13th Sunday of Ordinary Time

Call to worship

As Jesus journeys to Jerusalem, he and his disciples encounter several conflicts. There always are obstacles on life’s journey. When we face them with faith and conviction, our freedom is strengthened.

  • To the point: As Jesus “resolutely determine(s) to journey to Jerusalem,” he encounters a number of conflicts. Jesus is not welcome in a Samaritan village, he rebukes disciples who want to take revenge, he predicts the lack of comfort and security for his followers; he chides those who have excuses for not immediately following him. These conflicts arise because the journey to Jerusalem entails death: dying to self in facing this journey’s conflicts and death at this journey’s end. Nevertheless, the journey must be made — by Jesus, by his disciples, by us — because this is the only journey that leads to life.
  • Connecting the Gospel (Luke 9:51-62) to the first reading: Just as the continuation of Elijah’s prophetic mission was assured by the call of Elisha, so is the continuation of Jesus’ saving mission assured by the call of disciples who follow him on his journey through death to life.
  • Connecting the Gospel to experience: Often, opposition and conflict enable us to clarify our goals, strengthen our conviction and increase our courage in pursuit of a vision. So it is with the inevitable conflicts that arise when we follow Jesus on the journey through dying to new life.

Centering prayers

The Gospel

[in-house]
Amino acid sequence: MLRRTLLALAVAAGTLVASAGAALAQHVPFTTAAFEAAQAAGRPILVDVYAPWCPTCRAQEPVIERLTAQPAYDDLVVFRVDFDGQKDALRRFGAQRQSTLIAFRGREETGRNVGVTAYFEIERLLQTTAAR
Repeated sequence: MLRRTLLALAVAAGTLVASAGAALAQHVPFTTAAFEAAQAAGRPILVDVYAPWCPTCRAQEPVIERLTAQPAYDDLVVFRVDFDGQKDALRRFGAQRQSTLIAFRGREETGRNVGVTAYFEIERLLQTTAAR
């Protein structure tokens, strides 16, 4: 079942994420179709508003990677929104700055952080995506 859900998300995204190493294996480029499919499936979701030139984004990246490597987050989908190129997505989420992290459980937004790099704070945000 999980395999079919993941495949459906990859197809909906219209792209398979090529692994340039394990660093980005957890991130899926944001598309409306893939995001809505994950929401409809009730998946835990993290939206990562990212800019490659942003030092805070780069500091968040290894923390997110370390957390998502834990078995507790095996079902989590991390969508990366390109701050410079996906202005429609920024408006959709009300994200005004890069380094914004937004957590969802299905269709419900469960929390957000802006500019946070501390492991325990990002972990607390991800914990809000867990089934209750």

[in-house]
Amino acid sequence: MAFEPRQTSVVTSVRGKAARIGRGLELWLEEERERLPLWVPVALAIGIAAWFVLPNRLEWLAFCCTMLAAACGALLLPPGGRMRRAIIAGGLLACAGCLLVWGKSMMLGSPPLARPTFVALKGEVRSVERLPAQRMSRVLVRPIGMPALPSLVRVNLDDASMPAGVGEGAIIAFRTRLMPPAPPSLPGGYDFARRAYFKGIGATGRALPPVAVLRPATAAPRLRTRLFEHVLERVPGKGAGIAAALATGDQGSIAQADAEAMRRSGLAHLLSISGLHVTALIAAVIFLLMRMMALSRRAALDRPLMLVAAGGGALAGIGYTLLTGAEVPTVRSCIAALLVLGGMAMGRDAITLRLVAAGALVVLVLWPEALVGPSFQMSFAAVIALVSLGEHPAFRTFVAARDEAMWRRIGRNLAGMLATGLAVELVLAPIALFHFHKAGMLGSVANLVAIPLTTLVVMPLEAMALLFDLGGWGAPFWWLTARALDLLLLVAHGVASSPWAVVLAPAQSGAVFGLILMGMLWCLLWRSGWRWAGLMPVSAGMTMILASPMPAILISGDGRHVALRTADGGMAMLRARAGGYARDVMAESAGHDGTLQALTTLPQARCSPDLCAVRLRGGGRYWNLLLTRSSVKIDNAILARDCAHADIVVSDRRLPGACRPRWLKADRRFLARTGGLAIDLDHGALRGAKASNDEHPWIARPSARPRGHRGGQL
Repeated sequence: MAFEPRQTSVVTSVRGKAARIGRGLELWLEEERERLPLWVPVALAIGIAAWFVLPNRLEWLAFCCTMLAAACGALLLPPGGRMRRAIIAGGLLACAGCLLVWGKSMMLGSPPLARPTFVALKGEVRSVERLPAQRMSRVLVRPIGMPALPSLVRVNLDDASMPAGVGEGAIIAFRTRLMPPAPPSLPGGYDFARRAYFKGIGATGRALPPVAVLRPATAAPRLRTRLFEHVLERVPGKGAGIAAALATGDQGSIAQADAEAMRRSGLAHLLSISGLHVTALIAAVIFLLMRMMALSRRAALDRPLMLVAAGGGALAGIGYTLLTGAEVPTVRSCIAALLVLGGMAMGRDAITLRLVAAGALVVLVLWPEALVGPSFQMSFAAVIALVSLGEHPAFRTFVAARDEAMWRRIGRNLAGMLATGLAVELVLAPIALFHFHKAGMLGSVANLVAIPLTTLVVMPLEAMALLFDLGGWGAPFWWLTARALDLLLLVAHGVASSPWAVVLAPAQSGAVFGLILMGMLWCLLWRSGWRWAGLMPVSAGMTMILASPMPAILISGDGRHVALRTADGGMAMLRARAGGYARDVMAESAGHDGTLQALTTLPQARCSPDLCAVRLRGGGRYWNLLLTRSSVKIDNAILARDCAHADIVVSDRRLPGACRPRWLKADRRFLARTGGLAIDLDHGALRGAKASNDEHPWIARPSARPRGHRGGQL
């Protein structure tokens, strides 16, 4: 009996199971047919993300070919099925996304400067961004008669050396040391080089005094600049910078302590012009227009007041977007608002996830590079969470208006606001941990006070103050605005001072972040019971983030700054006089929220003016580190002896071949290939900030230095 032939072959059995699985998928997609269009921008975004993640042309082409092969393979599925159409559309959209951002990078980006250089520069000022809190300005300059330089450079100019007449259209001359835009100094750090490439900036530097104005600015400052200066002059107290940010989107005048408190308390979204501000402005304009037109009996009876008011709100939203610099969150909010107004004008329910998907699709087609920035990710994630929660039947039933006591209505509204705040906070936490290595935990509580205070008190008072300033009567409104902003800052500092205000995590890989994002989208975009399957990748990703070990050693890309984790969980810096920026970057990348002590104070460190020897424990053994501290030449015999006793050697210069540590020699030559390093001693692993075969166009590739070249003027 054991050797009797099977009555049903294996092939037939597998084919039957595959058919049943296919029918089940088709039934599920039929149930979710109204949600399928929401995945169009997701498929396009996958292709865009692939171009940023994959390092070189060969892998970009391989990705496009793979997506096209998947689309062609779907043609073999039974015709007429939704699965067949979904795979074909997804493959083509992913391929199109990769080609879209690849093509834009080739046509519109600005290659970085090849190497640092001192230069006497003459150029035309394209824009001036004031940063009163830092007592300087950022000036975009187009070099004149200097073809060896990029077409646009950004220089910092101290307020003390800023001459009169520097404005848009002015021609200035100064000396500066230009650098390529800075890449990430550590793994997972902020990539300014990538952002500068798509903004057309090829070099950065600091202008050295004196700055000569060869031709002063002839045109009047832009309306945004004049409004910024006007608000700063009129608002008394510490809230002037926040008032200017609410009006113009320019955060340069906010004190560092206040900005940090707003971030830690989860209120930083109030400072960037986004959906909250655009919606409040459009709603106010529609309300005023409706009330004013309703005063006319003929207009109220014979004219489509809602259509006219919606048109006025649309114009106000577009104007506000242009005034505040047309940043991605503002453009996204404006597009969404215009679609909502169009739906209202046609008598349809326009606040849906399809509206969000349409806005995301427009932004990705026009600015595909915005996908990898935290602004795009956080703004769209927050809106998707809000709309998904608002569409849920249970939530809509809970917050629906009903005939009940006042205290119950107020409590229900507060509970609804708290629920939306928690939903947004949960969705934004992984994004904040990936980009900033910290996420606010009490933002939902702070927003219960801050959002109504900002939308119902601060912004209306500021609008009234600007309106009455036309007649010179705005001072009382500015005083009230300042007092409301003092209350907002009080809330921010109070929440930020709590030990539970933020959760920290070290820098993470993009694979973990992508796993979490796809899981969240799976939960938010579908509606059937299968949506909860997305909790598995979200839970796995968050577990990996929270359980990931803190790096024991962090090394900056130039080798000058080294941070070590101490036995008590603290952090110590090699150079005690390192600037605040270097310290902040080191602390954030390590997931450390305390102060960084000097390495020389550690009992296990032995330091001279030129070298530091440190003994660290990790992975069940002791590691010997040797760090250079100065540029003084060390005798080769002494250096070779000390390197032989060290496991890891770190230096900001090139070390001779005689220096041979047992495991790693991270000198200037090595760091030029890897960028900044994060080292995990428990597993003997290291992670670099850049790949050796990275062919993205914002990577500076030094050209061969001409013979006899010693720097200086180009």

(Luke 9: 51-62)

But he answered him, “Let the dead bury their dead.
But you, go and proclaim the kingdom of God.”

Jesus, you say to us, “Follow me.
Go, proclaim the kingdom of God.”
Deepen our trust. Loosen our attachments,
so many they may be, and whatever
fastens us also to our safe spots.
Allow us to go where you call us today:
fields of war and bias, whatever
destroys our climate, wherever there is
hunger and violence.
Let us take your kingdom everywhere in our day.
And let us lay our heads where you lay yours.

The First Reading

(I Kings 19: 16b, 19-21)

He used the plowing equipment for fuel to boil their flesh,
and gave it to his people to eat. Then Elisha left and followed Elijah.

Elisha left his fields to follow the prophet.
James and John let go of their nets
so they could follow Jesus.
Lord, when you call us daily, in our normal lives,
help us leave whatever we are doing
and come follow you.

The Second Reading

(Galatians 5:1, 13-18)

The whole law is fulfilled on one statement, namely,
“You shall love your neighbor as yourself.”

Christ, are you saying that in giving we receive?
That we are set free when the walls of our
enclosed selves are knocked down?
Please say it loudly, again and again.
Let us love our neighbor as you love us.
That is our freedom. That is our joy.

Copyright © 2022, Anne M. Osdieck

Music for reflection